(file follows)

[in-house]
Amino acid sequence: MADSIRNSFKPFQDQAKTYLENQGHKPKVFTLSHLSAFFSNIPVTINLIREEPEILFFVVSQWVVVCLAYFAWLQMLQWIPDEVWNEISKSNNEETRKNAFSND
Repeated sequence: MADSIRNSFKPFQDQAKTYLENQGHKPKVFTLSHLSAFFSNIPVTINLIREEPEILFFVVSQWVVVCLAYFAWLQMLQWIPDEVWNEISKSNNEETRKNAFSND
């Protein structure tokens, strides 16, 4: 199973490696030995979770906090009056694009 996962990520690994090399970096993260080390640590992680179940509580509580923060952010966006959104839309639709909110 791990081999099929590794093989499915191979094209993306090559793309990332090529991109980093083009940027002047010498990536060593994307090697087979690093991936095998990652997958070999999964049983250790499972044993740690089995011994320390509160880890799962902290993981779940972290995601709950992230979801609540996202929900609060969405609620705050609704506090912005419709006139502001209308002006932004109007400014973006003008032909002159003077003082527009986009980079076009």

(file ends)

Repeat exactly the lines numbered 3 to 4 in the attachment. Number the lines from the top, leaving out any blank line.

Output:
Repeated sequence: MADSIRNSFKPFQDQAKTYLENQGHKPKVFTLSHLSAFFSNIPVTINLIREEPEILFFVVSQWVVVCLAYFAWLQMLQWIPDEVWNEISKSNNEETRKNAFSND
């Protein structure tokens, strides 16, 4: 199973490696030995979770906090009056694009 996962990520690994090399970096993260080390640590992680179940509580509580923060952010966006959104839309639709909110 791990081999099929590794093989499915191979094209993306090559793309990332090529991109980093083009940027002047010498990536060593994307090697087979690093991936095998990652997958070999999964049983250790499972044993740690089995011994320390509160880890799962902290993981779940972290995601709950992230979801609540996202929900609060969405609620705050609704506090912005419709006139502001209308002006932004109007400014973006003008032909002159003077003082527009986009980079076009």